Life in the Roaring Twenties

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How did the banks add to the problems facing farmers?

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A powerful example of a time when both banks and farmers suffered was the Great Depression.  The Dust Bowl occurred in the American Midwest during the 1930s.  A long drought caused the soil to dry out.  Poor farming practices also led to the soil problems.  Winds lifted the topsoil, causing massive dust storms.  Farming was nearly impossible during this time.  At the same time as the Dust Bowl, the American economy was severely weakened due to the Great Depression.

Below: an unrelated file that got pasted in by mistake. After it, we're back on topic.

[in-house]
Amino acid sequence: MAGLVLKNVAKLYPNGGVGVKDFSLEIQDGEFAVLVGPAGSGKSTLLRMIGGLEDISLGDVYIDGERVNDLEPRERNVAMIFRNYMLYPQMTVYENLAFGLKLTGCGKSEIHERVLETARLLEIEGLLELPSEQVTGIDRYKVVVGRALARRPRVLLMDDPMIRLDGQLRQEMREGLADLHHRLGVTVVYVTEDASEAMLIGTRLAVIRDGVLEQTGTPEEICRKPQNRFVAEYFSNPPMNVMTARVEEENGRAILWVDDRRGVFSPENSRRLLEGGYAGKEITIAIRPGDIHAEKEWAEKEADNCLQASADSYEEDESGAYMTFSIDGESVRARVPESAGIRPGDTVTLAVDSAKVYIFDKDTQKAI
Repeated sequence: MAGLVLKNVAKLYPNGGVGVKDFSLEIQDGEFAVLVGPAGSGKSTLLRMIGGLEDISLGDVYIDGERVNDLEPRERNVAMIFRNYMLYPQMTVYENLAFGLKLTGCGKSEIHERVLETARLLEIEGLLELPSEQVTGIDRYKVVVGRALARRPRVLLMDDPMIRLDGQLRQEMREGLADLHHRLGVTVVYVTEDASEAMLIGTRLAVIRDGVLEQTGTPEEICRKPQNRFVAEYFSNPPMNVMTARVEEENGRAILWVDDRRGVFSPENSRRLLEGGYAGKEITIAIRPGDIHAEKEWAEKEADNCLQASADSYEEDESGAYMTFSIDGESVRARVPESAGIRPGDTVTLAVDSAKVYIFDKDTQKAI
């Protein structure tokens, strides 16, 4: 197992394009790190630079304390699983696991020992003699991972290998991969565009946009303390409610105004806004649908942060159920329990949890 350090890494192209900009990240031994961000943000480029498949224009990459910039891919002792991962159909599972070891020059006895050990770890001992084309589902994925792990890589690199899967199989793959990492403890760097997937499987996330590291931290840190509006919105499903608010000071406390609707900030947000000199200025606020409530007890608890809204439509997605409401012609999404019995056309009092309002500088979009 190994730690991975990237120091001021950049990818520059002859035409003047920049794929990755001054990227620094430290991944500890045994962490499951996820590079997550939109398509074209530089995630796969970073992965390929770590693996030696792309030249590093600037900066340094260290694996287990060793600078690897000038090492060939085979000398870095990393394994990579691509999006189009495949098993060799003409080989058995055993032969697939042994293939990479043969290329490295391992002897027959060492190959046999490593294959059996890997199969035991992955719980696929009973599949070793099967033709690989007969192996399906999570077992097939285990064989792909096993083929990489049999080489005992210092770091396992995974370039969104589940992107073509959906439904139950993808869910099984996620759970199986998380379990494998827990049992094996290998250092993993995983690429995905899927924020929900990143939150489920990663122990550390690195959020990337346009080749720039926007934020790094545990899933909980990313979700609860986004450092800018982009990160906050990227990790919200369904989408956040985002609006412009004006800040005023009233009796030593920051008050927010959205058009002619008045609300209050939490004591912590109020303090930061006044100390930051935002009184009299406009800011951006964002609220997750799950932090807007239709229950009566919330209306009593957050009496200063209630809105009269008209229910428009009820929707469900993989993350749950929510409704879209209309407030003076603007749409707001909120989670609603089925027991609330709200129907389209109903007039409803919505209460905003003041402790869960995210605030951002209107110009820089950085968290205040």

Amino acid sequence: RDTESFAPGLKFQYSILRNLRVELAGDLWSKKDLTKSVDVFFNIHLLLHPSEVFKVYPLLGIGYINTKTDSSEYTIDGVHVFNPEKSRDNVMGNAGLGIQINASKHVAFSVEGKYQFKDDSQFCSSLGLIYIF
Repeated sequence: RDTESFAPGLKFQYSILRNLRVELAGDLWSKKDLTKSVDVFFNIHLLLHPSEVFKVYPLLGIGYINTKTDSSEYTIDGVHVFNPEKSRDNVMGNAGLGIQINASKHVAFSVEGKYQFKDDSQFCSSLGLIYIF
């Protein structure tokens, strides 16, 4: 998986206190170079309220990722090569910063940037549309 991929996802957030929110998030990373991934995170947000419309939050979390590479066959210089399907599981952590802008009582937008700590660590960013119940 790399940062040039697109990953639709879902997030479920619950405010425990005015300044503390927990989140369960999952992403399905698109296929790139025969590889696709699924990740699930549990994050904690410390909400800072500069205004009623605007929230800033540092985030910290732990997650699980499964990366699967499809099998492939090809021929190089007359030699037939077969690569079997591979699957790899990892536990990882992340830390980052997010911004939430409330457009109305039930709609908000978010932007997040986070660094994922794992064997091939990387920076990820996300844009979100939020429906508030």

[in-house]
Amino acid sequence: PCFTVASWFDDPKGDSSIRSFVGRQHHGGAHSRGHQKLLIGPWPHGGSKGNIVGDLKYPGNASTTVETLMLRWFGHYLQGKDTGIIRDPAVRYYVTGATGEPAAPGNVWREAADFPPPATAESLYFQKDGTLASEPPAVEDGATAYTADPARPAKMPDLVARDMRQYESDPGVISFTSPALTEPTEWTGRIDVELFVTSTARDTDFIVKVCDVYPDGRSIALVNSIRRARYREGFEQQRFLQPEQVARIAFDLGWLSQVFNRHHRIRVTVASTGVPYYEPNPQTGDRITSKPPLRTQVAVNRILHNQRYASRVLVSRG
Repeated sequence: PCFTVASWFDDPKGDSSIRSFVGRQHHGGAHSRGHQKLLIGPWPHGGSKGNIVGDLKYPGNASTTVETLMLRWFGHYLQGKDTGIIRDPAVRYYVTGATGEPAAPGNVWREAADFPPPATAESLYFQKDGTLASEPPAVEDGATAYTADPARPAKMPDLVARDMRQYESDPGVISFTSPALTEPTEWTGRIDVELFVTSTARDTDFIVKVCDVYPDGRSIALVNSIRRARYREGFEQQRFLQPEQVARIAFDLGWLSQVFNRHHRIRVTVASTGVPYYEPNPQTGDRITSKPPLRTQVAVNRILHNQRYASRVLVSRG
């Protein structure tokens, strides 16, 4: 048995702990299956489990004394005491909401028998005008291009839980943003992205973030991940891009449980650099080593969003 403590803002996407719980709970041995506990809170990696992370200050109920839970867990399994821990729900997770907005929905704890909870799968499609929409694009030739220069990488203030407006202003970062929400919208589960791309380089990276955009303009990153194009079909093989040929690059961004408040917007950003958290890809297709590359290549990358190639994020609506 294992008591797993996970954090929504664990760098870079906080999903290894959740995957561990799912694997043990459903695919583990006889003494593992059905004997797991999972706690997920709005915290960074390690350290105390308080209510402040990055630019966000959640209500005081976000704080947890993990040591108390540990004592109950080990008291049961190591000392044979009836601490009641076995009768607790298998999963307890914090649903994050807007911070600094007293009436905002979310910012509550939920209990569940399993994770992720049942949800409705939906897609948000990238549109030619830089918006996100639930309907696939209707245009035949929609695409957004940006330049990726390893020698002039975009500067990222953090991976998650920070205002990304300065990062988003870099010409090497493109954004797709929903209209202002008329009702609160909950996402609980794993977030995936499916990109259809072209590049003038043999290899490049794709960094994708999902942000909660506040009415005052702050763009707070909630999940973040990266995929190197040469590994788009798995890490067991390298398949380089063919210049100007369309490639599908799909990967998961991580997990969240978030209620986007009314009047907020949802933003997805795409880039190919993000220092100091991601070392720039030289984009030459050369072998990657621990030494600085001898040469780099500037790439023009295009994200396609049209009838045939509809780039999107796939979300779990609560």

After one bad harvest, farmers began to suffer financially.  They did not have crops to sell in order to support their families, pay their mortgages, pay farm hands, pay for upkeep, etc.  

During the 1920s, many farmers took out bank loans to pay for additional farmland, building supplies, and farm equipment.  They used the farmland they already had as collateral for these loans.  After poor harvests, farmers could no longer afford to make payments on the loans.  Banks would sometimes seize their assets.  Many farmers went into foreclosure and lost their farms.

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